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Federal Statutes: A Beginner’s Guide

Slip Laws

Harris & Ewing. How a bill become a law. Now a law, the former bill, reprinted in legal form, is incorporated in the statutes-at-large and filed in the State Department. E.D. Kuppinger, Assistant Chief of the Law Section of the Division of Research and Republication of the State Department is showing placing a law in its final resting place. 1937 or 1938. Library of Congress Prints & Photographs Division.

Once a bill becomes a law, it is first published in a form that is called a “slip law” by the Office of the Federal Register (OFR) as a part of the Federal Register Publications System.  In this form, the law is published by itself in an unbound pamphlet.  While this seems like it would be a bare-bones presentation, slip laws can provide a surprising amount of information, including: (1) the bill number; (2) public or private law number; (3) the date of enactment; (4) editorial notes in the margin of the text that “giv[e] the citations to laws mentioned in the text…[as well as] United States Code classifications, enabling the reader immediately to determine where the statute will appear in the Code”; and (5) information about the legislative history of the bill, such as citations to the Congressional Record.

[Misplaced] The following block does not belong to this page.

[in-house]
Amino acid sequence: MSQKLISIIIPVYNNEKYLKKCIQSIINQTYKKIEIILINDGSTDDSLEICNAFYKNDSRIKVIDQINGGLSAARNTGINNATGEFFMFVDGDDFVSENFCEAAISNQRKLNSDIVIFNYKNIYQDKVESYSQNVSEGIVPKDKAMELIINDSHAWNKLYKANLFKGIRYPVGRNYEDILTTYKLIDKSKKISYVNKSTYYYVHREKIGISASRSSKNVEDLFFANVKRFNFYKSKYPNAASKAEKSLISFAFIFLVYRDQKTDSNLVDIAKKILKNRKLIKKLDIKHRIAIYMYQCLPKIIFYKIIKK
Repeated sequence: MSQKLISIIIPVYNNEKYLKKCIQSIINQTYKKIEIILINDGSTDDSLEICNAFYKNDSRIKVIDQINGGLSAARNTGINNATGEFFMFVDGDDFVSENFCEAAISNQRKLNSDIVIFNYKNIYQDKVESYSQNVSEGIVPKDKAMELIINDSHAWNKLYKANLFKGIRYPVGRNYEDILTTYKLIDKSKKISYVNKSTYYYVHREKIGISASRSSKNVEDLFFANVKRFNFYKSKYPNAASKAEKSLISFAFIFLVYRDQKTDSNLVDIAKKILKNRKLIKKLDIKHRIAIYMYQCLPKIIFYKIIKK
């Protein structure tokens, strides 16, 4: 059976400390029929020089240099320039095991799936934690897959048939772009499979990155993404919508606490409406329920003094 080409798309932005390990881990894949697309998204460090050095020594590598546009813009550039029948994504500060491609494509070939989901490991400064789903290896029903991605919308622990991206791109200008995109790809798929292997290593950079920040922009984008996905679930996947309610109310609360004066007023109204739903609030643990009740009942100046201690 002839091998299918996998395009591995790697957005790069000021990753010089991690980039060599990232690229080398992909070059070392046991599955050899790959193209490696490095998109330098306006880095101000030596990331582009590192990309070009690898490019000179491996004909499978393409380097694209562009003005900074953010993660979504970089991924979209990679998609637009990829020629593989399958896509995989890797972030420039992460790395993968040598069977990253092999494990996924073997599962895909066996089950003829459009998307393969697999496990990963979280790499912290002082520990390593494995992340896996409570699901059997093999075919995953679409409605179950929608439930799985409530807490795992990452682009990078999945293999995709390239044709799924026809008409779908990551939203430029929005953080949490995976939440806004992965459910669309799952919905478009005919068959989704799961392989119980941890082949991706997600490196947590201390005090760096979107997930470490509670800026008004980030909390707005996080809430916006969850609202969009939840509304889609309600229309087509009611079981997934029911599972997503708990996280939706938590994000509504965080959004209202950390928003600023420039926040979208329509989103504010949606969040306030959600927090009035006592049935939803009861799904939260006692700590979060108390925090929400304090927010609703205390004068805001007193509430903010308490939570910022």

Public laws are collected and reprinted by public law number in the United States Code Congressional and Administrative News (USCCAN).  Each month current laws are published in USCCAN’s supplemental pamphlets and reissued as bound volumes after the end of each session of Congress.  Supplements and bound volumes contain cumulative subject indexes for the session and tables for locating laws by popular name and by affected United States Code section.  USCCAN is available in the Law Library Reading Room. 

In addition, the United States Code Service (USCS), discussed further on the "United States Code" page of this guide, includes monthly USCS Advance supplements reprinting current public laws, which are also available in the Law Library Reading Room.  The United States Code Annotated (USCA), also discussed further on the "United States Code" page of this guide, has quarterly supplements that include current public laws.

Sources for Slip Laws

There are several sources for slip laws, including:

Additionally, there may be availability through a library catalog, particularly if the library is a part of the Federal Depository Library Program. To find a federal depository library in your area, visit the Federal Depository Library Directory website, and click the “FDLP for Public Page” link. On the next page, choose your state and browse through the list of libraries available near your location.